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In her book, Attaching in Adoption, Deborah Gray shares helpful ideas for self care that can be implemented at any time.  One of the best ideas is called “fifty pleasures.”  She encourages parents to create a list of fifty activities or things that bring pleasure.  For example, my list included taking a hot bath with lavender, watching my favorite TV show, exercising, drinking iced soy lattes, eating Thai food, kissing my husband, walking on the trails in my small town, going to the farmers market,  swimming in the pool, yoga, listening to the crickets chirp, drinking a glass of wine while sitting on the back porch with my husband, eating healthy, listening to classical music, drinking a cup of hot tea, reading a book, swinging with my daughter at the park, laying in my hammock, etc.  Gray encourages the reader to place a check mark next to the item each time you do it every week (you can repeat items multiple times), and by the end of the week, you should have fifty checkmarks.  This has been a really helpful exercise for me.

Now that we have been home almost a year, I take time each week to do something a bit indulgent for myself. Gray states that “indulging” yourself is “part of good self-care” (p. 309), and it is not narcissistic or selfish.  We moms aren’t the best at indulging ourselves.  So, I’ve given myself permission to enjoy activities I never would have without the guilt.  I went to a Katy Perry concert with my sister (and we both wore pink wigs and danced like silly teenagers).  I go see movies by myself or with a friend.  I get acupuncture or a massage.  I go to a coffee shop and read a book for pleasure.  Next month, I am going to Created for Care, an adoptive and foster mom retreat. And each week, my husband and I get away for a date night.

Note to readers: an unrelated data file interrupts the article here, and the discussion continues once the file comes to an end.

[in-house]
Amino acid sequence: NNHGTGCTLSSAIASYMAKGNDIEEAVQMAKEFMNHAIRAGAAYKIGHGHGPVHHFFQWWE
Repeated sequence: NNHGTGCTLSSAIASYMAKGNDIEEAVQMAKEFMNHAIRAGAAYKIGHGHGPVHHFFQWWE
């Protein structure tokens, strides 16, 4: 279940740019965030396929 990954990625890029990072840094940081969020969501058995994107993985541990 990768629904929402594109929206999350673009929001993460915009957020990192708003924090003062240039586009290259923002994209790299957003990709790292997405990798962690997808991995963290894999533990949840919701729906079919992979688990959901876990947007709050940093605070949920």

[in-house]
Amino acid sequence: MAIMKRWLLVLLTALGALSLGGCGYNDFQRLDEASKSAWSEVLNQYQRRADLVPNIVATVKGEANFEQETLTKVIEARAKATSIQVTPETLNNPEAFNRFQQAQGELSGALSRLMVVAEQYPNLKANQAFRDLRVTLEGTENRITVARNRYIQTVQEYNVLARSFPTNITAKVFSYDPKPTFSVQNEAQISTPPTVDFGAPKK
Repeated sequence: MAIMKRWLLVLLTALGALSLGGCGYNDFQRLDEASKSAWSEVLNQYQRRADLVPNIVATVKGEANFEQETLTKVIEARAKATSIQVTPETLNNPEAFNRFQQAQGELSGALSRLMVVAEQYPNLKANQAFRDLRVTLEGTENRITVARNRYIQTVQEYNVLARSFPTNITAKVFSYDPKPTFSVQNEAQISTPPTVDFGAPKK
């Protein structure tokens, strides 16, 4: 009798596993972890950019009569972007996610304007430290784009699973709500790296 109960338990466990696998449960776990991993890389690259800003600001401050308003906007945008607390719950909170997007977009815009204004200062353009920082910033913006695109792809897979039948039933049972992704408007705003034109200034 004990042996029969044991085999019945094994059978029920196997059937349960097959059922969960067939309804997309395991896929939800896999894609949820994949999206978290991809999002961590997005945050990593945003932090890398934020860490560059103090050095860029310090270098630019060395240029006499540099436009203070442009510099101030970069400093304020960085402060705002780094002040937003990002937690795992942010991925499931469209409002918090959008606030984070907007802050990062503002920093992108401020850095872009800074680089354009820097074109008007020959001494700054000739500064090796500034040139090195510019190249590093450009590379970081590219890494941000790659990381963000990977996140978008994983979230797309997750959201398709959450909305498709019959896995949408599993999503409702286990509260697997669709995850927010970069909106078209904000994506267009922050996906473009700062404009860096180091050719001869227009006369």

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When my daughter asks why she has to go to sleep, I often tell her it is because we make better choices when we are rested and it is easier to be gentle, kind, and patient.  The same goes for parents.  By taking time to practice self-care, we can model for our children healthy self-care and boundaries.  

So imagine a flight attendant has tapped you on the shoulder. Are you putting the oxygen mask on yourself first? Have you put self-care in the optional lane or in the required lane? What are simple pleasures that you could incorporate each week? Are you treating time for self-care as important as a doctor’s appointment? When we are on empty, our families cannot move forward.



waiting child highlight: AWAA

January 28, 2015 by nohandsbutours 0 Comments

Meet Jessa, a bubbly and cheerful little one looking for her forever family! She is fun and friendly and sure to bring so much joy to the family she joins! She is 3 years old, soon to be 4. An AWAA ACT mission team visited this orphanage in November 2014. The team noted that Jessa is silly, funny, understands directions and has a big personality! Any family reviewing his file can speak to the leader who spent time at this orphanage. She has been diagnosed with psychomotor delays and her file includes an MRI scan, however no abnormalities were noted. Her file is designated by the CCCWA as LID only at this time, so a family must have a dossier logged in at the CCCWA in order to review her referral.